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Pyromaniac president, international pariah

Credit: Wikicommons/Marcelo Camargo/Agência Brasil

Brazil’s President Jair Bolsonaro has achieved a remarkable feat. As fires, many deliberately started, raged in the Amazon, he lost Brazil all the international respect it had earned over the years for tackling climate change and protecting the environment.

The world watched in dismay at the destruction. International leaders expressed concern and protests were held outside Brazilian embassies. Bolsonaro faces becoming an international pariah and reducing Brazil’s access to world markets. And it has all happened because the Brazilian president has pandered to the suicidal drives of an anachronistic portion of the agribusiness and mineral extractive industries.

Since coming to office, he has criticized environmental and labour controls, saying that under his rule there would be no punishment for those who wanted to ‘develop’ the Amazon.

This was a green light to farmers and loggers to burn and clear the forest and for miners to feel free to invade indigenous territories. Bolsonaro even forced the resignation of a renowned scientist heading the Brazilian Institute for Space Research, in charge of satellite monitoring of forests.

When criticized, Bolsonaro uses the argument that he is protecting Brazilian sovereignty over the Amazon. The criticism, he says, is coming from those who want to ‘internationalize’ the region in order to exploit it. A polar bear trapped on a piece of ice floating in the Arctic could tell him that the process of climate change is not about Left and Right politics: it is about survival.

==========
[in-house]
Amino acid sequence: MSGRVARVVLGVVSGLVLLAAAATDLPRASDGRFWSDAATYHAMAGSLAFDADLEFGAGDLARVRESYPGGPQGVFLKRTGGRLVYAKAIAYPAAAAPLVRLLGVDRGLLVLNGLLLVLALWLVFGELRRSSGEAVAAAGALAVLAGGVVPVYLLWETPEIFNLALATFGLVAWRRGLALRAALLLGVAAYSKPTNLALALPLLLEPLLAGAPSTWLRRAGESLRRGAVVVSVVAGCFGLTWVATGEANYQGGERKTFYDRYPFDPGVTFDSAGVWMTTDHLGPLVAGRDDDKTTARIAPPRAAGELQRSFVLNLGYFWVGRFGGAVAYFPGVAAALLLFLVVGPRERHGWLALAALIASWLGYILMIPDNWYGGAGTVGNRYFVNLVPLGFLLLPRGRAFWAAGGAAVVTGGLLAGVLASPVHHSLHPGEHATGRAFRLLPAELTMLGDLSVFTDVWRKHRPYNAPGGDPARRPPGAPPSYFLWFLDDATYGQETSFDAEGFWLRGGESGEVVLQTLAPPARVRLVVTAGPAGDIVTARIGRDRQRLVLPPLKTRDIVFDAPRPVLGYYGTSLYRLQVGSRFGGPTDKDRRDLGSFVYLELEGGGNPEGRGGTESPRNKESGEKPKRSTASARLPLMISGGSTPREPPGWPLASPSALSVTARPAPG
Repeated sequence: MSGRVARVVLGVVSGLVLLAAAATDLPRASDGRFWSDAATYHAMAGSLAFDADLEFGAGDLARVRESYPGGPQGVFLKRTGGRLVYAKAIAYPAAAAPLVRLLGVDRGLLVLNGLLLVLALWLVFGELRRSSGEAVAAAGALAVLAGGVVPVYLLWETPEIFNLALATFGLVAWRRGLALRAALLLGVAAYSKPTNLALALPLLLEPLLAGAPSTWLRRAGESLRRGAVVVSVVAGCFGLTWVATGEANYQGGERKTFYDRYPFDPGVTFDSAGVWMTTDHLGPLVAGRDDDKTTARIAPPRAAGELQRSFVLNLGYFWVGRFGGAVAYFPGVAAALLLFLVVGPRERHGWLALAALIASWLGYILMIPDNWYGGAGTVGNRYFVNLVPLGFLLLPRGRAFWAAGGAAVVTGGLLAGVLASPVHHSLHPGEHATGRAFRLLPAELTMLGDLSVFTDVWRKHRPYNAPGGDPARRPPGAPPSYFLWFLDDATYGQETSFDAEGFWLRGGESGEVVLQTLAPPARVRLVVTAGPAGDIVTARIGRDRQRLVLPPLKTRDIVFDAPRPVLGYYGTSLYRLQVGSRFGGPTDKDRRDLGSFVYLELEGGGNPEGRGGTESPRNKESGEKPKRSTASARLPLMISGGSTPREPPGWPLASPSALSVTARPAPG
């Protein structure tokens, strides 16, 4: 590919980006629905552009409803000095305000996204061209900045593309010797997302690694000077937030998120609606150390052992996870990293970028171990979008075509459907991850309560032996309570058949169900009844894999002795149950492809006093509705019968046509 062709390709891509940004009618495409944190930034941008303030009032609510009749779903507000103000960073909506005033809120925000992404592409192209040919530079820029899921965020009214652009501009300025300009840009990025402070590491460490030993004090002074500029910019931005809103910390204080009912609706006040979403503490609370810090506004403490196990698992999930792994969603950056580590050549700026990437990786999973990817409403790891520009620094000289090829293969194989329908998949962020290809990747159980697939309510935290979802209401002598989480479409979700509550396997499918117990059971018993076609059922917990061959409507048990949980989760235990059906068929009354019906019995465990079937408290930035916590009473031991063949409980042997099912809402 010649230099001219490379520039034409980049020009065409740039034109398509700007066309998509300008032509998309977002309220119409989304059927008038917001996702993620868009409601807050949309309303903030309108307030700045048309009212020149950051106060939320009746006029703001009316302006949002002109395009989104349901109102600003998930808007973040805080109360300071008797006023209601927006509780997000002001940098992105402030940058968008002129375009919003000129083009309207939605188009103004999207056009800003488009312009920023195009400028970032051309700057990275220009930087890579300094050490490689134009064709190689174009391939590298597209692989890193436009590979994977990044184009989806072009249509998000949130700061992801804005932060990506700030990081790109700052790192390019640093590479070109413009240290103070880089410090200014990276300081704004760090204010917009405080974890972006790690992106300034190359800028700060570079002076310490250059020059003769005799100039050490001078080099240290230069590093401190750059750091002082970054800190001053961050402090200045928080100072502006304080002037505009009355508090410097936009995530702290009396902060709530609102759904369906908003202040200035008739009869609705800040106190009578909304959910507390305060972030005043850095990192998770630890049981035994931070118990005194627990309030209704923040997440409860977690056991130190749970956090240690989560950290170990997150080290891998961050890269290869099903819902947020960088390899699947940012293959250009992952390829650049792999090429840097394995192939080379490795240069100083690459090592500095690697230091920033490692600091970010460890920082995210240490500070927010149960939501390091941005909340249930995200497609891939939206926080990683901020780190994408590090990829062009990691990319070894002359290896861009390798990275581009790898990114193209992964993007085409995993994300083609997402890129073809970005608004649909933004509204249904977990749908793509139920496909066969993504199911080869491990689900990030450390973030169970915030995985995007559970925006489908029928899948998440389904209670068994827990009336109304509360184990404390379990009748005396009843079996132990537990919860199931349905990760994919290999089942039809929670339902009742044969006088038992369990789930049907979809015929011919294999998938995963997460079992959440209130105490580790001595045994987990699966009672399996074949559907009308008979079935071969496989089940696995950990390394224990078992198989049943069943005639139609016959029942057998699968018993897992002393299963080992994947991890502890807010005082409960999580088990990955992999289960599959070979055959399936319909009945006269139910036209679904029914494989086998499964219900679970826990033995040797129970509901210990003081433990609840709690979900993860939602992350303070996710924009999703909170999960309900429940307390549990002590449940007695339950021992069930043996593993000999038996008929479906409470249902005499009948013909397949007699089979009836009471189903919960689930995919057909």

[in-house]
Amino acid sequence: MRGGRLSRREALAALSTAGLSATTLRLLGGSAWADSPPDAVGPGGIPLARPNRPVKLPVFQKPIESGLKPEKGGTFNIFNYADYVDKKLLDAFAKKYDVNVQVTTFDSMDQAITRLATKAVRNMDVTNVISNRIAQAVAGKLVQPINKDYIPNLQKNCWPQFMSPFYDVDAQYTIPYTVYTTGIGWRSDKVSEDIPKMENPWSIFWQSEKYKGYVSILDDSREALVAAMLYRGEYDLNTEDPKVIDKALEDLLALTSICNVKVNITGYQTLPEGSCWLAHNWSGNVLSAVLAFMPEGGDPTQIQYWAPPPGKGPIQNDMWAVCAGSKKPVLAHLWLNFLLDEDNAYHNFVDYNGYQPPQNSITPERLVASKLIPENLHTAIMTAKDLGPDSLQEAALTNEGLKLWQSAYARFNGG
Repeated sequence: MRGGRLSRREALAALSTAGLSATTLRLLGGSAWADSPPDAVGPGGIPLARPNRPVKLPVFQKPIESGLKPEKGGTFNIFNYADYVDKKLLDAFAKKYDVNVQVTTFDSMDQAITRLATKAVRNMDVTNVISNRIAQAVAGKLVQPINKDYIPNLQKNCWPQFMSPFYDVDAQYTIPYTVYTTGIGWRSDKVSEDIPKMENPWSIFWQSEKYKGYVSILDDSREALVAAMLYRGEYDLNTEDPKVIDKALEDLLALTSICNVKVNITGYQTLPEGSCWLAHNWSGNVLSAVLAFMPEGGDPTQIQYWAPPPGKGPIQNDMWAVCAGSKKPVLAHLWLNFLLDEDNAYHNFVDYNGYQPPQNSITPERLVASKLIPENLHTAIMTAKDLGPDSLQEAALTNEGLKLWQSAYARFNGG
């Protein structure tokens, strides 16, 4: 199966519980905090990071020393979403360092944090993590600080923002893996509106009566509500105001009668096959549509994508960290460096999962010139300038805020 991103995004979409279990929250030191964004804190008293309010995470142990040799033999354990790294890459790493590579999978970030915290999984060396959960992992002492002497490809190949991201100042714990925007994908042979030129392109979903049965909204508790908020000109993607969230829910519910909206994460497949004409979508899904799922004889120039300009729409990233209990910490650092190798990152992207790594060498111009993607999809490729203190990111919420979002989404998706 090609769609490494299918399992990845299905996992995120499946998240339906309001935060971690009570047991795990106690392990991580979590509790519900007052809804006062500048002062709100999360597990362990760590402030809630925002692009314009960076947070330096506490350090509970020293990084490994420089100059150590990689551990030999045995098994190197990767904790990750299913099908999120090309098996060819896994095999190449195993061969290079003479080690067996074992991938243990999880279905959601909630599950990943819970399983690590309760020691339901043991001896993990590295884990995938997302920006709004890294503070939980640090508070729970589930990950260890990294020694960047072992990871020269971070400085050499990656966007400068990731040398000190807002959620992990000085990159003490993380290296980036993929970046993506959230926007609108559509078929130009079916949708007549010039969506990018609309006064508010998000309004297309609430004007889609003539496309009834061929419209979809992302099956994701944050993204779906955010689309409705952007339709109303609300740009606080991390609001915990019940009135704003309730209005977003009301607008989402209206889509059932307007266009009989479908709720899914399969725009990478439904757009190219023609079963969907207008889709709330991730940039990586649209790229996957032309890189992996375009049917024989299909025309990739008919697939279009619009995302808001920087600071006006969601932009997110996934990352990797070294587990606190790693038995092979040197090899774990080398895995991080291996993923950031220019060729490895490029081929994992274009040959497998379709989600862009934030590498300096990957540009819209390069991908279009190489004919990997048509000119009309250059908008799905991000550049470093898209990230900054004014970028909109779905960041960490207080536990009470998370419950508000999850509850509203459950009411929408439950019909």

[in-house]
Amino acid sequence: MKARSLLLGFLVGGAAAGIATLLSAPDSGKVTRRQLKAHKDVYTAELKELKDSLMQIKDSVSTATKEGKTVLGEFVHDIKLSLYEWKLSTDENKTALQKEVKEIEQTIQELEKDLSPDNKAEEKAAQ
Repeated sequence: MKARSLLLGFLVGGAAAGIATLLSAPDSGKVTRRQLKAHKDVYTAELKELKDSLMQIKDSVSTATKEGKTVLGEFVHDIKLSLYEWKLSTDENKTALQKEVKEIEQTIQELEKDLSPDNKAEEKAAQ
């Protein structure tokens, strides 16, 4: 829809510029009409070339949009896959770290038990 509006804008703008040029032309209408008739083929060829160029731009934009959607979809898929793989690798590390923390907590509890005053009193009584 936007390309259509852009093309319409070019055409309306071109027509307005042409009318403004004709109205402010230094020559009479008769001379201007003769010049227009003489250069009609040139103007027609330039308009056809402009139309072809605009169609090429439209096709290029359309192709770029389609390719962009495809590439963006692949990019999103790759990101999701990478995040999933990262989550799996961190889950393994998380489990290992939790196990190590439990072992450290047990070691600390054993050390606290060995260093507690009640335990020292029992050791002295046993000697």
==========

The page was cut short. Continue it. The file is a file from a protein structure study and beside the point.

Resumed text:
The Amazon is not ‘the lungs of the world’ as commonly stated; the oceans play that role. But the rainforest stores billions of tons of carbon that, if released, would make the planet a lot less habitable. Without the Amazon, areas of Brazil can bid farewell to their agriculture because their rainfall system depends on it. And, of course, the Amazon contains the largest biodiversity on earth; millions of people live in it, including traditional populations with their languages and cultures.

Brazilian public opinion, as far as we can tell in these times of chaos, is mixed. In September the leading polling institute, DataFolha, published a poll that showed 25 per cent considered Bolsonaro’s policy on the Amazon as ‘good or very good’ and 51 per cent as ‘poor or very poor’. Some 57 per cent fully agreed that ‘the interest of other countries in the Amazon is legitimate because it is important for the entire planet’. But 42 per cent fully agreed that ‘the interest of other countries in the Amazon is just an excuse to exploit it’.

As a major producer of food and commodities, Brazil has often faced attempts by competing countries to raise protectionist trade barriers against its goods on environmental or human rights grounds. We are now providing the perfect rationale for such action.

Bolsonaro may speak bluntly to the leaders of foreign governments. He may dive into conspiracy theories and paranoia, where his most loyal supporters feel good. But at the end of the day, he needs to answer whether his government is willing to fight the real threats that endanger our planet. Or will it mock them and sacrifice revenues from Brazilian exports of beef or soybeans, blocked at ports around the world, as Brazil stands accused of being an environmental and social criminal?

Bolsonaro need not believe in climate change; believing in boycott will be enough.

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